News & Alerts

Earth Day 2013: Take Action with NEAVS

Posted: April 22, 2013 By: Nate
Earth Day 2013: Take Action with NEAVS

Did you know that helping animals in labs also helps the environment? In addition to the suffering and bad science resulting from animal use, NEAVS asks you give thought to the tons of dead bodies disposed every year by biomedical and pharmaceutical industries. Labeled “biological waste,” let’s never forget they were all once living, thinking, and feeling animals whose short lives were cruelly sacrificed to ineffective science and indefensible ethics. To help the Earth, her animals, and humans, here are three things you can do.

  1. Support alternatives to animal testing: Toxicity and product testing uses living animals to test hazardous substances. Tests such as those for acute toxicity slowly poisons them with more and more doses of a substance – all without any relief for their pain and suffering. Those who do not die are killed at the end. Millions of bodies, many of which are considered pathogenic or hazardous waste, must be disposed – ending up in our water, soil, and air. Call 1-888-INFO-FDA (1-888-463-6332) or email the U.S. Food and Drug Administration and ask them to require alternatives and stop permitting archaic animal-based testing.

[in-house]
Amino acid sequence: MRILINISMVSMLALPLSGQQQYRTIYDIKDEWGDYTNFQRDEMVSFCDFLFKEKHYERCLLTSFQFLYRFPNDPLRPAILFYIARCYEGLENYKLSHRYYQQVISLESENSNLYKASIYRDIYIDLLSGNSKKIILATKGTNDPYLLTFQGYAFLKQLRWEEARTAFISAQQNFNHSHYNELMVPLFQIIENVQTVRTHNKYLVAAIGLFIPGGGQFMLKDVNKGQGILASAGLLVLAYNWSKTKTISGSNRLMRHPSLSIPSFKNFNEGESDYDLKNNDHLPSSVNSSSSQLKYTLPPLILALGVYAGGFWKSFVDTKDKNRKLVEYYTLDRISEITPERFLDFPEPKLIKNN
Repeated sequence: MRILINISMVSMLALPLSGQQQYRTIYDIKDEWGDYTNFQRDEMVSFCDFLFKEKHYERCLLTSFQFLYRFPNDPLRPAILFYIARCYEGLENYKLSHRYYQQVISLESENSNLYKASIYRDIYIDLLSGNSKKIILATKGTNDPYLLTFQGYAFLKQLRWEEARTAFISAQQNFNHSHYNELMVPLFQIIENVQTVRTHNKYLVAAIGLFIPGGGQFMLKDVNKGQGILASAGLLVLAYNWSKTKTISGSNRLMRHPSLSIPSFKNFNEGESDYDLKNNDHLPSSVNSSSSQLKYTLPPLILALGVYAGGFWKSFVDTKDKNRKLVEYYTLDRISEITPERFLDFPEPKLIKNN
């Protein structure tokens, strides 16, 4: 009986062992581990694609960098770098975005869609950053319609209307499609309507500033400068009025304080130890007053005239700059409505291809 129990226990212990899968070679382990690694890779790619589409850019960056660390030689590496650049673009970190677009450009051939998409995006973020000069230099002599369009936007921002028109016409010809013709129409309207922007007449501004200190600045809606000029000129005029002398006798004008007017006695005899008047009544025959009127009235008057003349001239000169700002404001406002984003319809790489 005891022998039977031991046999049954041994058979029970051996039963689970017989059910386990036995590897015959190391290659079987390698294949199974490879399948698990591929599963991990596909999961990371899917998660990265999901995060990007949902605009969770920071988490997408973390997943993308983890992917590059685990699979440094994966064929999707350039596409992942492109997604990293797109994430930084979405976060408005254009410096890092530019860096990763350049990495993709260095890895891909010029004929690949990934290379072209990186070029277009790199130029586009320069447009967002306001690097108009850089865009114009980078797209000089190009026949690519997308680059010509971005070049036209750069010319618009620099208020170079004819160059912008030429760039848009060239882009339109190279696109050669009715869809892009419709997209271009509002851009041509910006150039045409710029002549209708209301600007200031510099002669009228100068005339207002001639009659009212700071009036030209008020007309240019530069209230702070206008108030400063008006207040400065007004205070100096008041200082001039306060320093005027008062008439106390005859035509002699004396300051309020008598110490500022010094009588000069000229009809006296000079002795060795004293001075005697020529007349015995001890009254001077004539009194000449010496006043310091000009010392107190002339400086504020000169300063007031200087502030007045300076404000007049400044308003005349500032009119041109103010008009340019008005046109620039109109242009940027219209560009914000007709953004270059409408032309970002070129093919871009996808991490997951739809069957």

2. Go cruelty-free product shopping: Cruelty-free products – as well as the processes by which they are produced – are more environmentally friendly than those tested on animals, less likely to contain harmful chemicals, more likely to use natural substances, and safer for you, the Earth, and the animals. Email or visit our Coalition for Consumer Information on Cosmetics page for free Leaping Bunny cruelty-free shopping guides and apps.
  3. Support alternatives in education: Many animals are taken from natural habitats and used for dissection, contributing to the depletion of species diversity and ecosystem imbalance. Preserving and discarding specimens carries environmental risks. Toxic chemicals such as formaldehyde, identified as a carcinogen and designated a hazardous air and water pollutant, are used to preserve. The toxic waste generated by specimen dissection is dangerous for students, teachers, the public, and the Earth (read more). Call your local schools to make certain students can choose cruelty-free alternatives to specimen dissection.